When you sell your home, you are required to complete and provide to potential purchasers a real estate condition report that lists current and corrected defects, including structural damage, roof problems, water damage, mold, floodplain issues, septic system and plumbing and electrical deficiencies. You must also provide a description of how any defects were corrected.
If the house has a historical designation limiting how the home could be modified, the buyer has the right to know about it. Zoning issues also should be noted in the real estate condition report.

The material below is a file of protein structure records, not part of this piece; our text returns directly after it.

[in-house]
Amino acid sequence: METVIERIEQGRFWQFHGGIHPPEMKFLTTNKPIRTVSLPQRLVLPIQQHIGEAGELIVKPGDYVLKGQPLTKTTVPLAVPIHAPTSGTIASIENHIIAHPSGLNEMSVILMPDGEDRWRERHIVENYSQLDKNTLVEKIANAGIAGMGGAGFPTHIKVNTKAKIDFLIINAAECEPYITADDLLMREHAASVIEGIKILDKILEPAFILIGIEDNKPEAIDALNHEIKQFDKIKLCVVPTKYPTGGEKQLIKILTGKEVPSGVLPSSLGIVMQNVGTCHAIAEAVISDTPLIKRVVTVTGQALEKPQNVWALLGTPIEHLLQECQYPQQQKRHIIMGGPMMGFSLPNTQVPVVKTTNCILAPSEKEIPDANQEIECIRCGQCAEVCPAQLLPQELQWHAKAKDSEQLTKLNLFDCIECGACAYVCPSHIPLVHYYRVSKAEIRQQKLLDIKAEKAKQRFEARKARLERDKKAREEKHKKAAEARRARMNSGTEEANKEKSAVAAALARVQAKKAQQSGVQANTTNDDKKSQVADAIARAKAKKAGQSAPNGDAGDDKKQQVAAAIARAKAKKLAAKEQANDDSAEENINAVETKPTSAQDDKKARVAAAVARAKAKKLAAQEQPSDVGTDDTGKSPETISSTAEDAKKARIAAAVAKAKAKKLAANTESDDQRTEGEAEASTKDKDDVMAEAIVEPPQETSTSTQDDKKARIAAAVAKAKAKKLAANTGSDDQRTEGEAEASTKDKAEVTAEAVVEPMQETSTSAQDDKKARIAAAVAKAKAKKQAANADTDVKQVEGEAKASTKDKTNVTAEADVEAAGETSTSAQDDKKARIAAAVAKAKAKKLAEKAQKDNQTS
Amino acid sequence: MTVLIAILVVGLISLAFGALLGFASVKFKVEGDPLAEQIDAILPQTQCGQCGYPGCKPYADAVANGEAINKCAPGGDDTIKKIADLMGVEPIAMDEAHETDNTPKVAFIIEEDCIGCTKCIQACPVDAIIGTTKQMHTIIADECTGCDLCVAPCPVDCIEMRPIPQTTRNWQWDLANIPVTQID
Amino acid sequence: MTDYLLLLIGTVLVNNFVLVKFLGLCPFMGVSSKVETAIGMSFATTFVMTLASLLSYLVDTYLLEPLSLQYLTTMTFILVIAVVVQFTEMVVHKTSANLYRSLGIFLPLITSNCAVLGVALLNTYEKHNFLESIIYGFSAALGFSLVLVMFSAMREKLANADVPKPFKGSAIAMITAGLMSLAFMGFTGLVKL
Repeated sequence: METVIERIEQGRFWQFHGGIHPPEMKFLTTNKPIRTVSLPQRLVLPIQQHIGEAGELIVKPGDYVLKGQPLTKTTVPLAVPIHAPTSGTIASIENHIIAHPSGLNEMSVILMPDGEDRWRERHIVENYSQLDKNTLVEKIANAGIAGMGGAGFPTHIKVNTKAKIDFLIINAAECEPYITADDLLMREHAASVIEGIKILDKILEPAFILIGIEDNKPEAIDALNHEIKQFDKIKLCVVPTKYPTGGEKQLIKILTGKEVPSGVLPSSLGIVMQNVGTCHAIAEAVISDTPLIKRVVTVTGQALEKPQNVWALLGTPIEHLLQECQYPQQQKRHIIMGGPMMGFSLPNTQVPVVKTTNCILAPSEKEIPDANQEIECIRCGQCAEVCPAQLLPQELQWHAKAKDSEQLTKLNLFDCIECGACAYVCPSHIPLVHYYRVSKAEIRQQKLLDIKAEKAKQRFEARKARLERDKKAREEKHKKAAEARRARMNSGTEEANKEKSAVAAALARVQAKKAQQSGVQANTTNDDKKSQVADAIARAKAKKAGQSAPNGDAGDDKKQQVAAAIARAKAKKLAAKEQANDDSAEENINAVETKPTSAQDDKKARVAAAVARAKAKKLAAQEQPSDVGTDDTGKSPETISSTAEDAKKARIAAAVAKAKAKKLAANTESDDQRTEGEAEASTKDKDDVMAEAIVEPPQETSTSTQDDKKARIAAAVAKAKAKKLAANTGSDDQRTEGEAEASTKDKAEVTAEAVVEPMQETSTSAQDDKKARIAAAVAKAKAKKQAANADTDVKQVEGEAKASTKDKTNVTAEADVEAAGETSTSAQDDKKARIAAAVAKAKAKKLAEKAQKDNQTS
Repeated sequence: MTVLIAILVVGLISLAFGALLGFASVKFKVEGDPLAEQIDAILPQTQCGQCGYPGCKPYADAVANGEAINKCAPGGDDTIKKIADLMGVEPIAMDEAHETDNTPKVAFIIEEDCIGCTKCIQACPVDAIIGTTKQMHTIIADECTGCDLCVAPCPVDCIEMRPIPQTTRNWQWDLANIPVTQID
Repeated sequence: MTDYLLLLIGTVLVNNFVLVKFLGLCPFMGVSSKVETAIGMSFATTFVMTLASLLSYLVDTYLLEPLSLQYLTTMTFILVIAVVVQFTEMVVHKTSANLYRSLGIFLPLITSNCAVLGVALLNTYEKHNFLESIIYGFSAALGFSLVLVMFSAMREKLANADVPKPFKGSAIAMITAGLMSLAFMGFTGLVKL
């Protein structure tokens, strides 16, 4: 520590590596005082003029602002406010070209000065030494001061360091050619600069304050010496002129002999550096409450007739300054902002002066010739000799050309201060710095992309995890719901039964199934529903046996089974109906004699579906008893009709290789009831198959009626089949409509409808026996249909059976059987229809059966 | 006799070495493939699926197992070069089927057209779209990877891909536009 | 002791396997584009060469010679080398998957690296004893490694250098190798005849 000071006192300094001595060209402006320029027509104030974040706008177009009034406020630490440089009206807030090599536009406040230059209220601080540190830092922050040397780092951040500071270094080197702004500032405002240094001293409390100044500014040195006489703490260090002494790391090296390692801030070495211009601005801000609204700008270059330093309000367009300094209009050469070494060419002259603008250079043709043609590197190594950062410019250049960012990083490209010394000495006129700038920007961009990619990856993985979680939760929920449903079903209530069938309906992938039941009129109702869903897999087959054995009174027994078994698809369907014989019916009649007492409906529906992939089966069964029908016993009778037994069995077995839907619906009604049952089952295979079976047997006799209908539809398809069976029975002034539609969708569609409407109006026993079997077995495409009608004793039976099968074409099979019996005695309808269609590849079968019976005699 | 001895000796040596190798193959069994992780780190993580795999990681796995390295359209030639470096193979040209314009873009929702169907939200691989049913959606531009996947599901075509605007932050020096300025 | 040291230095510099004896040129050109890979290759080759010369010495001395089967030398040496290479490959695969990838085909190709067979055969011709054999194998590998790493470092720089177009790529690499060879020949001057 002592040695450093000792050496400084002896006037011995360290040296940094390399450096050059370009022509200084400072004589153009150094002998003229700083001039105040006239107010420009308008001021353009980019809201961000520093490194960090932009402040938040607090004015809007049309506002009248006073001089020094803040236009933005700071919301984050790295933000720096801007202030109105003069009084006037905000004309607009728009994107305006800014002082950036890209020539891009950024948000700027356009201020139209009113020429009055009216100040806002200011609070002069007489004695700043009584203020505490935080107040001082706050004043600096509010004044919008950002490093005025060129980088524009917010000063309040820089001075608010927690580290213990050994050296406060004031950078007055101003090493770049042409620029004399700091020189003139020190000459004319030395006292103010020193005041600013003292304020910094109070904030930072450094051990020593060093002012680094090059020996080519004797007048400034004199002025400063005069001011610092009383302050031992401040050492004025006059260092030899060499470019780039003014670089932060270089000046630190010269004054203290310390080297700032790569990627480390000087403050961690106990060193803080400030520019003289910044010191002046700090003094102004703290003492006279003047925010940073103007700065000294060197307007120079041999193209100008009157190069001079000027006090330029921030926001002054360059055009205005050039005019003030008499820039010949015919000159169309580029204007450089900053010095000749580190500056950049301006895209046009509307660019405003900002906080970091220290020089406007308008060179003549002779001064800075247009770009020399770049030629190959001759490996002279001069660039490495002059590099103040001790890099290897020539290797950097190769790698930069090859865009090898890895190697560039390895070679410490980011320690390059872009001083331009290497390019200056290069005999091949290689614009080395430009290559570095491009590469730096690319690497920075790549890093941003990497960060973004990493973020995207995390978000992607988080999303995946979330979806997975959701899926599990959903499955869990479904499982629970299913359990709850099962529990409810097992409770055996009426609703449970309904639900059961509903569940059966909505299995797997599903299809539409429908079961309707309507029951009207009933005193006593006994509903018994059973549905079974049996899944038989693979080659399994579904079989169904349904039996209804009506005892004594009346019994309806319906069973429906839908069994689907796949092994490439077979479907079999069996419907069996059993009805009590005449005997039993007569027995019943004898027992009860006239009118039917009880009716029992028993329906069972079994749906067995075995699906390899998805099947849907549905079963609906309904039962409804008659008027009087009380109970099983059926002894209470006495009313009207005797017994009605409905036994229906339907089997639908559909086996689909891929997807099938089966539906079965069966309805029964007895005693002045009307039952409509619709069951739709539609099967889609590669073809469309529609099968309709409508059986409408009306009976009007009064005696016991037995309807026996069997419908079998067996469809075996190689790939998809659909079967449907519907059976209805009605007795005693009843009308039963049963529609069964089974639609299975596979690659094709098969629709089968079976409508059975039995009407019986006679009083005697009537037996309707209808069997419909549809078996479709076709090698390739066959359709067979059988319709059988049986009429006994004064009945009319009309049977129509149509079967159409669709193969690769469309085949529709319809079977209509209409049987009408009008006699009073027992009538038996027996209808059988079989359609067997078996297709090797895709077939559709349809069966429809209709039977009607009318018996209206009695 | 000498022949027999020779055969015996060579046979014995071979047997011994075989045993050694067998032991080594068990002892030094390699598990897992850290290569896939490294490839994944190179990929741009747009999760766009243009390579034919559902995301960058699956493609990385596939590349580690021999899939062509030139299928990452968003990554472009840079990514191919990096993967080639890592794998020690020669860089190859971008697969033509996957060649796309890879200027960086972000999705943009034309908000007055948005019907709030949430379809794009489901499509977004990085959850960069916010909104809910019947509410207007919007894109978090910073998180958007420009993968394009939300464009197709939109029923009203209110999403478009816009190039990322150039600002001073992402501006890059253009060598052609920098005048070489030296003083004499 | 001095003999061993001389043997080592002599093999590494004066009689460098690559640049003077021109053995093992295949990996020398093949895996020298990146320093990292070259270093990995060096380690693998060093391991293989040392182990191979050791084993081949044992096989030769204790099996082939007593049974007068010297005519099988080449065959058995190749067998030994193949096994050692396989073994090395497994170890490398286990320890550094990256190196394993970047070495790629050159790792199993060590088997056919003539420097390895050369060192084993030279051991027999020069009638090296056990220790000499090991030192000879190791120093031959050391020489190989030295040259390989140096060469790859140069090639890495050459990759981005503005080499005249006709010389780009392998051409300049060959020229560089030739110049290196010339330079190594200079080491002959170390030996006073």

Once the seller discloses that information, the buyer may accept the house “as is” or negotiate measures for the seller to correct the defects. You may argue for the seller paying for repairs or reducing the purchase price to allow the buyer to pay for repairs.
If defects are known to a seller and not disclosed on the real estate condition report, the seller could be sued and held liable for the costs of repairs, plus the costs and expenses of litigation.
Most people selling a home disclose as much as they know, and buyers shouldn’t ignore these reports. They need to follow up with the seller.
By La Crosse Law Firm Johns, Flaherty & Collins, SC.